Stephen Hawking's last warning from behind the grave



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Stephen Hawking's latest book reveals his dying thoughts. 1 NEWS & # 39; Joy ​​Reid spoke with his daughter about the latest message from Hawking.

The acclaimed physicist Stephen Hawking's final message to the universe is a plea for unity in the insulated and insular & # 39; era of Brexit and Trump, and his fear that a "global uprising against experts" the next Einstein could solve. our biggest problems.

Hawking's family gathered Monday at the Science Museum in London to launch his latest book, Short answers to the big questions, which he started, but was not finished before his death in March, at the age of 76.

With tears in her eyes, Lucy Hawking listened to her father's stories about an animation in which he explained his insights into the paradoxes of black holes: a problem he examined – and published research – until his death.

An insular Trump-age mindset will not help solve challenges such as climate change and population growth, warns physicist ...

AP

An insular, Trump-age mindset will not help solve challenges such as climate change and population growth, warns physicist Stephen Hawking from behind the grave. In his last book, published after his death, Hawking took the big questions of life, the universe and everything.

"It sometimes feels like he is still there," she said.

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But if he were he would not only speak about the exotic problems of basic physics and cosmology.

"He was deeply concerned that at a time when the challenges that arise are global – and we need to get together and work together – we have become increasingly local in our thinking," said Lucy Hawking. "That we were increasingly broken and divided at a time when we had to demand unity.

"I think that was a big concern for him and one that you will find all through the book … it is a call for unity, it is a call to humanity to bring ourselves together again and really meet the challenges. to face the front of us and to work together to find a solution. "

The book is a collection of Professor Hawking's favorite answers to the questions he was constantly asked about his critically acclaimed career, such as "Will we survive on Earth?" and "will artificial intelligence outsmart us?"

He started to pull it together before his death, but the project was completed by his family and colleagues.

The tenth and final question in the book is "how can we shape the future?"

In his answer, Hawking emphasized the importance of education and research, regretted that funding for science was significantly shortened.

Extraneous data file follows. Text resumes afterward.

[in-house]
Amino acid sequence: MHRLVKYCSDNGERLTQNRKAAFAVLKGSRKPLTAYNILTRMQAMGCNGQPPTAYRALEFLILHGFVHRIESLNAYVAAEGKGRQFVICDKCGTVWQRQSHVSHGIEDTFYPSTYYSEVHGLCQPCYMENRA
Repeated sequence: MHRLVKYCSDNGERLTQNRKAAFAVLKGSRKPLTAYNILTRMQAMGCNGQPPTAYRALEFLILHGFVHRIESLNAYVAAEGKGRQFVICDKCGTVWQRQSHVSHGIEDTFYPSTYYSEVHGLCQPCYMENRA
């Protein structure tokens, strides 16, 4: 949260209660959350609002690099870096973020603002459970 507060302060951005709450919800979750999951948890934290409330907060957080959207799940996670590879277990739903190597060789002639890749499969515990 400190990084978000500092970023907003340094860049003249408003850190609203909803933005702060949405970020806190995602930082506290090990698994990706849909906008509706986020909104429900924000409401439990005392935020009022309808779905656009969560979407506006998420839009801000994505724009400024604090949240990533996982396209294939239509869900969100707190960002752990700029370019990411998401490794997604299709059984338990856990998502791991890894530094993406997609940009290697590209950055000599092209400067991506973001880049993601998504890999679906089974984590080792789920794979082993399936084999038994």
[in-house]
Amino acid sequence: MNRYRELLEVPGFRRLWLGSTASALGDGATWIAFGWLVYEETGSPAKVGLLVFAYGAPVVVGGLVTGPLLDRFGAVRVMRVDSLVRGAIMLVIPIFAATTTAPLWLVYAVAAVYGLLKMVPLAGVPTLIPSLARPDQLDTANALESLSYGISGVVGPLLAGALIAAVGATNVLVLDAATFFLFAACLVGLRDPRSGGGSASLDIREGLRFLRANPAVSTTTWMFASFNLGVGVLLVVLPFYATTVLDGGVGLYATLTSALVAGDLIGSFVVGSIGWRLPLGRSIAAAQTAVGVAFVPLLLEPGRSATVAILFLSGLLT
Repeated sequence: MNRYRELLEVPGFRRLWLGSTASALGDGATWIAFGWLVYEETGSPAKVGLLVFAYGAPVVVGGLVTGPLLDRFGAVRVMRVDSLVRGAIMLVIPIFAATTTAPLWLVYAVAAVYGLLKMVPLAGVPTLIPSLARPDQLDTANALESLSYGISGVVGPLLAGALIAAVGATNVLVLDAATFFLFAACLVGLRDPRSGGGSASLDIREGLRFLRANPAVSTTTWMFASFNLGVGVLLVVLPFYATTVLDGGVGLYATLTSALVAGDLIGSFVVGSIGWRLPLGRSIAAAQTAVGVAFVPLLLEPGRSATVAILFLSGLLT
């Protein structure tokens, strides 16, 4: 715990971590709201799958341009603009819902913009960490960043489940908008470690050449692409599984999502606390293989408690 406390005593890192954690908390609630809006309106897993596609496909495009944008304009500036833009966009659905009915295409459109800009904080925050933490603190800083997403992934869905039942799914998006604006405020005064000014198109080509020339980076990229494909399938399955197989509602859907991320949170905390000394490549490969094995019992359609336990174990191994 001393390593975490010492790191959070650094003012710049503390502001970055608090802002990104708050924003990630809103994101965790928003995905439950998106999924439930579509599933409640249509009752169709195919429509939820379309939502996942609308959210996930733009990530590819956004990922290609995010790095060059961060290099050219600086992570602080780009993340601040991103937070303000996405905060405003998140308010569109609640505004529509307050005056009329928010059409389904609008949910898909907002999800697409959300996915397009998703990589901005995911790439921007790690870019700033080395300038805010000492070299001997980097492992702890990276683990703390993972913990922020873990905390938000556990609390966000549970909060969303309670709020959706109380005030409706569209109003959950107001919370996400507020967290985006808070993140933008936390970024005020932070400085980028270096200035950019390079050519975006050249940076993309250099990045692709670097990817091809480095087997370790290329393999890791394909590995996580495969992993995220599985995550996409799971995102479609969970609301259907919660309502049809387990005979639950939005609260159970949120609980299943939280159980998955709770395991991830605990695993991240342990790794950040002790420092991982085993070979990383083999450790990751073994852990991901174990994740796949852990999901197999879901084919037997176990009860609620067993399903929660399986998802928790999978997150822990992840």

"We also run the risk of becoming culturally isolated and insular," he wrote. "With Brexit and Trump engaging new forces in immigration and educational development, we are witnessing a global uprising against experts, including scientists."

But science kept the answers to urgent problems such as the greenhouse effect, the growing population, renewable energy and epidemic diseases.

By making science more accessible to different population groups and young people "this increases the chances of finding and inspiring the new Einstein, wherever it is".

In the book Hawking also said:

* Colonization of the solar system "is perhaps the only thing that saves us from ourselves … if we stay [on Earth] we run the risk of being destroyed ".
* When computers become smarter than we do, we need to know for sure [they] have goals aligned with ours ".
* In the future we will communicate via brain computer interfaces that are connected to our skulls.
* Somewhere in this century we will be able to use genetic engineering to improve our memory and lifespan, but "unadorned" people will not be able to compete with the new "race of self-creating beings".
* Scientists have a duty to alert the public to the "unnecessary risks" of climate change.

Hawking concluded that "there is probably no heaven and life after death," and there is no reliable evidence for a God who created the universe or directs our destiny.

It is just wishful thinking, he said. We have only one life to appreciate the grand design of the universe.

"When we die, we return to the dust, but there is a feeling in which we live, in our influence and in our genes that we pass on to our children."

Lucy Hawking said that her father & # 39; very honored & # 39; would have been through the decision to bury his ashes in Westminster Abbey – between the tombs of Isaac Newton and Charles Darwin.

"He never liked to be alone, he always wanted to be at the center of everything," she said.

"I like to think that he will never be alone again between Isaac Newton and Charles Darwin."

– Sydney Morning Herald


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